‘I don’t think I’m dodging a bullet, I think I’m dodging an atom bomb explosion’

Kelowna woman killed by ex fiance thought she had found a path to freedom

Aimee Parkes was known to all who knew her for her cheerful and light demeanour, but in the weeks leading to her death that changed.

As the second degree murder trial for Ryan Quigley reached its scheduled halfway point Tuesday, Crown Counsel Colin Forsyth called upon three women who knew Parkes long before April 1, 2014, and they offered some insight into what she had been dealing with.

Among the witnesses was Kayla Seguin, who had been friends with Parkes for four years before she was killed.

The two, said Seguin, were close and they, along with a larger group of friends, camped, dined and celebrated milestone events with each other.

The last time they were together was at a Feb. 28, 2014 tea party, and Parkes was notably “stressed and frustrated” by Quigley, who had descended back into heavy drug use.

“I asked her … if Ryan was out of the house yet and she said ‘no,'” Seguin said.

Parkes told her, she’d been the police, her landlord and to the courts to try and oust Quigley from the home they shared in happier times, but they told her they couldn’t do anything because his name was on their lease and he’d yet to show himself to be violent.

Seguin asked Parkes if she wanted to stay at her place rent free, with her two children and fiancé, and the offer was declined.

“She was stern and to the point,” said Seguin.

“She said, ‘No. He needs to leave. I pay the rent, the bills, the damage deposit … everything is mine, he needs to go.'”

In the month that followed, Parkes moved closer to that goal and when the lease came up, she had it put in her name alone.

EXTRA: Parkes’ alleged killer believed to be drug addled, suicidal

And on the day before she was killed, the court heard, she had a noticeably lighter demeanor having solved the problem that was plaguing her.

Parkes, who had a supervisory position at a CIBC branch, told her co-workers she would be leaving work early, March 31, 2014 because she was meeting a locksmith at her home.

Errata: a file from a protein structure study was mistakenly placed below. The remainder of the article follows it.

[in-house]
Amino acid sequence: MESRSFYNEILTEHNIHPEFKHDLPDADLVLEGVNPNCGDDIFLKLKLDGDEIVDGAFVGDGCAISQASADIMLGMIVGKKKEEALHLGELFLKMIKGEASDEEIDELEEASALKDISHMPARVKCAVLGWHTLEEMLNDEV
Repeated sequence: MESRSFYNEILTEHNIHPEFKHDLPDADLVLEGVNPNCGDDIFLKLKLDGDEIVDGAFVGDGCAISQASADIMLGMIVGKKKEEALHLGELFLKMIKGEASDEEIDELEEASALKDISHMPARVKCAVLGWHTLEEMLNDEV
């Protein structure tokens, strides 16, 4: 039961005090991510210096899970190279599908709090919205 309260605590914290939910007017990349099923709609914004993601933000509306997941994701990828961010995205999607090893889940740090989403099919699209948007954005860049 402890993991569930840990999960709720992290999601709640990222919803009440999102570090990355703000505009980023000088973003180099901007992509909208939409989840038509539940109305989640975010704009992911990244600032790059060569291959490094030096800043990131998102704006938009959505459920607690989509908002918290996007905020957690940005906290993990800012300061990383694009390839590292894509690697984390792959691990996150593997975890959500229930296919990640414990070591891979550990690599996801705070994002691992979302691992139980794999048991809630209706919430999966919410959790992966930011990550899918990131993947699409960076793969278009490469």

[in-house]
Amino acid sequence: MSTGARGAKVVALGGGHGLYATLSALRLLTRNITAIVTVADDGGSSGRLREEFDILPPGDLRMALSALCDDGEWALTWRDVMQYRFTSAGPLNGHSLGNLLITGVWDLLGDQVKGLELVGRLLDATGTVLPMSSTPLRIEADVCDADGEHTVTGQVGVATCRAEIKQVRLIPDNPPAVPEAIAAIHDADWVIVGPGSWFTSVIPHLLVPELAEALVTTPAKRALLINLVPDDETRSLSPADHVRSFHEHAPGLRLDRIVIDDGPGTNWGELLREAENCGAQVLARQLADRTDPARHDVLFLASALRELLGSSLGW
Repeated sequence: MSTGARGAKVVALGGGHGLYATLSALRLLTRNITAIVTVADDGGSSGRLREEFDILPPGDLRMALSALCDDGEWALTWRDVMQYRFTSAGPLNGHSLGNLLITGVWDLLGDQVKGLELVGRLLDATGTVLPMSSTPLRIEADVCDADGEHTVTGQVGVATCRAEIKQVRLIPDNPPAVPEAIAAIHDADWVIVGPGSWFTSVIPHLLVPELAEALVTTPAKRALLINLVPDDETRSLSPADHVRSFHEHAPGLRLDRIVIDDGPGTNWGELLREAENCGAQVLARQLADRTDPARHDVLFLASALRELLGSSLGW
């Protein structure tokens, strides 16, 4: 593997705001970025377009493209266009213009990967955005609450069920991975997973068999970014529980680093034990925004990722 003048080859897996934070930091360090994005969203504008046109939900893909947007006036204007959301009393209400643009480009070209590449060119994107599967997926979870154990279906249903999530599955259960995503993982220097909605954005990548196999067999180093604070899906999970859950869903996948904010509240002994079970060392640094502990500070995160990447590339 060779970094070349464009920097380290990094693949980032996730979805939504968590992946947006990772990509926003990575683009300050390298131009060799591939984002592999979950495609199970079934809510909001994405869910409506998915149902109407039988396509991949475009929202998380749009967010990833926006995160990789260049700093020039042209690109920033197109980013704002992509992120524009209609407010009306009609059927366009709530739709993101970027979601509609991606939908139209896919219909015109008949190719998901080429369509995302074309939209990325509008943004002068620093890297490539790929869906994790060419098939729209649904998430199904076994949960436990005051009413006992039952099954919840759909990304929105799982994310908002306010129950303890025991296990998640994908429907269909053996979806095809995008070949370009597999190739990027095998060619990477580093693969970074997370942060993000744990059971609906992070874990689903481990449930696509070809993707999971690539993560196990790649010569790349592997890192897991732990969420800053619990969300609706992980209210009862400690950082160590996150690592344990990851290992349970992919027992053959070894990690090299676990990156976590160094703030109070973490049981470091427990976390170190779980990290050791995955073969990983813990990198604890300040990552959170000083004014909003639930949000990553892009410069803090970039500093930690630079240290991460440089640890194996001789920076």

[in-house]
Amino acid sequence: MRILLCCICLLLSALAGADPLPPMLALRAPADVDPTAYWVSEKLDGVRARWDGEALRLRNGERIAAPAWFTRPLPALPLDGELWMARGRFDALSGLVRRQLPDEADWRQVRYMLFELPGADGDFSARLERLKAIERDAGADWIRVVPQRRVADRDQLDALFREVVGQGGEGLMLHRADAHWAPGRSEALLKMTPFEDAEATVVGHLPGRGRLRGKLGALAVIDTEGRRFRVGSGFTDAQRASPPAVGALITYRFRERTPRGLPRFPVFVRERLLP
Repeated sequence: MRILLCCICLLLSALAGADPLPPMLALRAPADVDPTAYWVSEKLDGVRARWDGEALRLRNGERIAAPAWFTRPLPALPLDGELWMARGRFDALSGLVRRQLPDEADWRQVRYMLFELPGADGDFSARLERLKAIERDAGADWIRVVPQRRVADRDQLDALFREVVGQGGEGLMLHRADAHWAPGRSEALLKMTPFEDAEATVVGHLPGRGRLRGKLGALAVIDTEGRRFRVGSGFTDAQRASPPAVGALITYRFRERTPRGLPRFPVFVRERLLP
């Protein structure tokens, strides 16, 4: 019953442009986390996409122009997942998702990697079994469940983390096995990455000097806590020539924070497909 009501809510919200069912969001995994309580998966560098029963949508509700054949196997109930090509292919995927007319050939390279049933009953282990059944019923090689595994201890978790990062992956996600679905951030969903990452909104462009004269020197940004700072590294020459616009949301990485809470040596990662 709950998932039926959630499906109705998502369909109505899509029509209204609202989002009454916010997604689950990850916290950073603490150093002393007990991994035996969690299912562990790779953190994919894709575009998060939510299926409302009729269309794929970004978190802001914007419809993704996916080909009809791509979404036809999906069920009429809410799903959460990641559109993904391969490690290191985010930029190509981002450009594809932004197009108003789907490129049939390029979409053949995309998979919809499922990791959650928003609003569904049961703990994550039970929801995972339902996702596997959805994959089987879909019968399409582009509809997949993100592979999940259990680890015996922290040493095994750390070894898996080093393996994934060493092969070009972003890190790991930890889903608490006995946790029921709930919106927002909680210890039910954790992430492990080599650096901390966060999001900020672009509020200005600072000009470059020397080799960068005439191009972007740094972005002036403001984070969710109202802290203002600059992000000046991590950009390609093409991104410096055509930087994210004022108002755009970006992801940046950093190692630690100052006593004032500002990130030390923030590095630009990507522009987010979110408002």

Tamara Livingstone, a co-worker, said Parkes stopped at her office as she was leaving and explained what was happening.

She told Livingstone that Quigley was at the home, trying not to leave until the last possible minute, and that was causing her some concern.

“She was worried about her things,” said Livingstone. “She was worried he’d take and pawn them.”

Parkes also expressed some relief at knowing that with Quigley’s name off the lease, she could now call the police when he showed up uninvited and have him removed.

“I said to her that I thought she dodged a bullet, ending her relationship,” Livingstone said.

Parkes replied, “I don’t think I’m dodging a bullet, I think I’m dodging an atom bomb explosion.”

Another coworker, Gloria Miller, had a similar view of Parkes on that day,  “She was happy that (Quigley) would not be living there anymore,” said Miller, noting later that she was feeling “positive about getting that part of her life back,” but still not her normal “giggly self.”

As she left, Miller told Parkes, “I’m happy for you, be careful.”

Parkes was found dead in her home the next morning after not showing up to work.

Her body had 26 stab wounds and was wrapped in a sheet just outside her bedroom.

The locks had been changed, but the back door had been left ajar, so when the Hiawatha Park property manager tried to gain entry, upon request of a concerned co-worker and accompanied by an RCMP officer, it pushed open.

When RCMP officers investigated the scene in the aftermath, they found among other things multiple pawn receipts belonging to Quigley. He’d been selling off lawn tools and jewelry in the week before he killed Parkes.

All three witnesses called Tuesday also said they’d not heard of Quigley being violent and that Parkes was not afraid of him. His drug problem had grown out of control, and Parkes told friends that Quigley’s family wasn’t helping him and that she was on her own.

The trial is anticipated to go over its initially allotted four week schedule. The question being dealt with is Quigley’s intent, provocation and intoxication. He admitted to killing Parkes on the first day of the trial, pleading guilty to manslaughter. That plea was rejected by crown.




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